If a groundhog infestation is wreaking havoc in your garden, consider one of these methods of groundhog control.
Sooner or later, most every farmer or homesteader runs smack up against the problem of one or more marauding groundhogs. The burrowing busybodies may only weigh 5 to 12 pounds, but — once they've found you — these unstuffable greens lovers can carve their way through your vegetable garden, your hay field, and even your flowerbed!
As if that's not enough devilment, the energetic rascals (scientists call 'em Marmota monax down east and Marmota flaviventris out west, but the locals call 'em woodchucks, rockchucks, marmots ... or just plain trouble) dig billions of pounds of dirt a year. A cow, a horse, or even a human can easily break a leg in one of their steep den entrances. Heck, tractors have been known to overturn in collapsed burrows.
Of course, groundhogs aren't all bad. They do aerate the soil, provide dens for other wildlife, and — come February — signal the end of winter. But when a family of the earth-sheltered squatters decides to belly up to your butterbeans, you have to do something about it. Here are a few methods of groundhog control.
The most considerate was to deal with a problem 'chuck would be to simply plant the critter a garden of its own. Just find the ground-grubber's burrow holes (a den may have as many as five) and sow some nearby crops of those woodchuck favorites, alfalfa and clover. This cooperative approach won't keep the mining marmot from digging more holes (and I can't even swear he'll stick to his greens and stay out of yours) but — for folks who're opposed to sterner measures — it's certainly worth a try.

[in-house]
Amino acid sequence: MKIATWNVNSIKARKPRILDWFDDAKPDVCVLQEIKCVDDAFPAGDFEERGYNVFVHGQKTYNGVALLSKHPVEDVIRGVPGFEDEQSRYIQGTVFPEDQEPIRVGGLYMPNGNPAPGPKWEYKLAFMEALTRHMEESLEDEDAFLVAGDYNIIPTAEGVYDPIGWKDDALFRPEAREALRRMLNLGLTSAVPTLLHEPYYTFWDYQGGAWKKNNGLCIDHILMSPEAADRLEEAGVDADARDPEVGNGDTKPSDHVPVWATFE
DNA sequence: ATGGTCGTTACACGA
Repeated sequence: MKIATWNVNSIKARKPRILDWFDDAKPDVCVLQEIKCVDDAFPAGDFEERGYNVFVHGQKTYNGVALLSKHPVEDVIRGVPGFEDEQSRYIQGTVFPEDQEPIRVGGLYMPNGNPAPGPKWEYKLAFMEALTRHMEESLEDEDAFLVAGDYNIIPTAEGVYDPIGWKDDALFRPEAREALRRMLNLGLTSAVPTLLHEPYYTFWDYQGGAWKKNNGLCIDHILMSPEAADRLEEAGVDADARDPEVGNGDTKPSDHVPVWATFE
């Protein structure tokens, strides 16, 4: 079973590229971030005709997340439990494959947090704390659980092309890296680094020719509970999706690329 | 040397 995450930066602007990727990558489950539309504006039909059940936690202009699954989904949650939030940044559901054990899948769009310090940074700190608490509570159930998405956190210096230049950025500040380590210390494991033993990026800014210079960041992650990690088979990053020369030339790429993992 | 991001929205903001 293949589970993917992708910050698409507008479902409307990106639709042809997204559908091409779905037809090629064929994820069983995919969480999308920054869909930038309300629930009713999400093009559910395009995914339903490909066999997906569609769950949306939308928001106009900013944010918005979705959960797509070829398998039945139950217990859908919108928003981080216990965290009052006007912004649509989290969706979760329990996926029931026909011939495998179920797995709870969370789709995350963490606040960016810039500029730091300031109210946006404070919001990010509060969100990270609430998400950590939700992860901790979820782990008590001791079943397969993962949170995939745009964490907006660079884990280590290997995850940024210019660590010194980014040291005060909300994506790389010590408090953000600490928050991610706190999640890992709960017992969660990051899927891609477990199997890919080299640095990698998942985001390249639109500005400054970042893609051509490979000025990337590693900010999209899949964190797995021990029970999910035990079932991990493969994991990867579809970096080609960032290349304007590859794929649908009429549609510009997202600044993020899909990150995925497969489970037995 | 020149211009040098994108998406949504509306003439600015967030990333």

Some folks transport their groundhog problems away. This isn't as big a moving job as it may seem, because the territory-minded rooters either live in one-family units, or bunk alone and "batch it." So, if you can capture your current landmates, drive them away to wilderness country, and then plug their vacant holes (to keep any home-seeking "buck" chucks from moving right in), your troubles may be over.
The best way to capture the mammals is to use a live animal trap. [EDITOR'S NOTE: The Havahart people make a darn good "catcher." Or you might read This Humane Trap Can Guard Your Vegetable Patch! and build your own!] Such devices won't harm the marmot or any other innocent critters who stray in. Simply bait the cage with vegetables (use all the tricks you can think of to keep your "giveaway" human scent off the trap), then set it in a likely spot and wait for results. One more tip: When you finally release the furry felon, keep your mitts away from its teeth!
If neither "sharing" nor "snaring" solves your groundhog predicament, it's time for more direct tactics. One plan I don't recommend is trying to fence the scourges out. Woodchucks can scamper over wooden fence posts and dig under metal ones. Of course, you could (with a lot of sweat) bury an 18-inch wall of chicken wire, but a shrewd 'hog will remember that his own den entrance is a four-foot vertical shaft and just burrow right below your barrier.
I don't have a garden fence — or garden woodchucks either — but then, I own one of the world's great groundhog discouragers: Mooch. That energetic canine of mine barks like a hot-tempered demon at any intruder in "her" yard or garden, and the local groundhogs are convinced she's a killer.